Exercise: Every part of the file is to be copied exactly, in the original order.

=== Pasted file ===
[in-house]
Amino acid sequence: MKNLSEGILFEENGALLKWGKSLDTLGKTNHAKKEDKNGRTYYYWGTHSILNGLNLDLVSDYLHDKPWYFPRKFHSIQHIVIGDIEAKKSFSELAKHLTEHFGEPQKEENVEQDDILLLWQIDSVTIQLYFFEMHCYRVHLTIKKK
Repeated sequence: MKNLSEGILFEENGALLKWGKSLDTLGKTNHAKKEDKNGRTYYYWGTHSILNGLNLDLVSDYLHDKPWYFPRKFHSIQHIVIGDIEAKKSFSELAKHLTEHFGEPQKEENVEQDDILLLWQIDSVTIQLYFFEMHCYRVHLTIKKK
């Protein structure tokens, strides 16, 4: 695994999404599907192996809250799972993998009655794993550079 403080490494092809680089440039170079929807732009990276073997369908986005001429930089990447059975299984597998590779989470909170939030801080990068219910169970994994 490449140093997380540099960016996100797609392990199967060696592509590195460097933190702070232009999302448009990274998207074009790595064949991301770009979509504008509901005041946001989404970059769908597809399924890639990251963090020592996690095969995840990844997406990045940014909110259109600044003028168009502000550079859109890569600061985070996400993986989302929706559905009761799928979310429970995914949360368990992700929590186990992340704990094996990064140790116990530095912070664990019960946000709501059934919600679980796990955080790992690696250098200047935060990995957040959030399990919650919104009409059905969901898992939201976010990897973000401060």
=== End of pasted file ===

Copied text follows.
[in-house]
Amino acid sequence: MKNLSEGILFEENGALLKWGKSLDTLGKTNHAKKEDKNGRTYYYWGTHSILNGLNLDLVSDYLHDKPWYFPRKFHSIQHIVIGDIEAKKSFSELAKHLTEHFGEPQKEENVEQDDILLLWQIDSVTIQLYFFEMHCYRVHLTIKKK
Repeated sequence: MKNLSEGILFEENGALLKWGKSLDTLGKTNHAKKEDKNGRTYYYWGTHSILNGLNLDLVSDYLHDKPWYFPRKFHSIQHIVIGDIEAKKSFSELAKHLTEHFGEPQKEENVEQDDILLLWQIDSVTIQLYFFEMHCYRVHLTIKKK
């Protein structure tokens, strides 16, 4: 695994999404599907192996809250799972993998009655794993550079 403080490494092809680089440039170079929807732009990276073997369908986005001429930089990447059975299984597998590779989470909170939030801080990068219910169970994994 490449140093997380540099960016996100797609392990199967060696592509590195460097933190702070232009999302448009990274998207074009790595064949991301770009979509504008509901005041946001989404970059769908597809399924890639990251963090020592996690095969995840990844997406990045940014909110259109600044003028168009502000550079859109890569600061985070996400993986989302929706559905009761799928979310429970995914949360368990992700929590186990992340704990094996990064140790116990530095912070664990019960946000709501059934919600679980796990955080790992690696250098200047935060990995957040959030399990919650919104009409059905969901898992939201976010990897973000401060």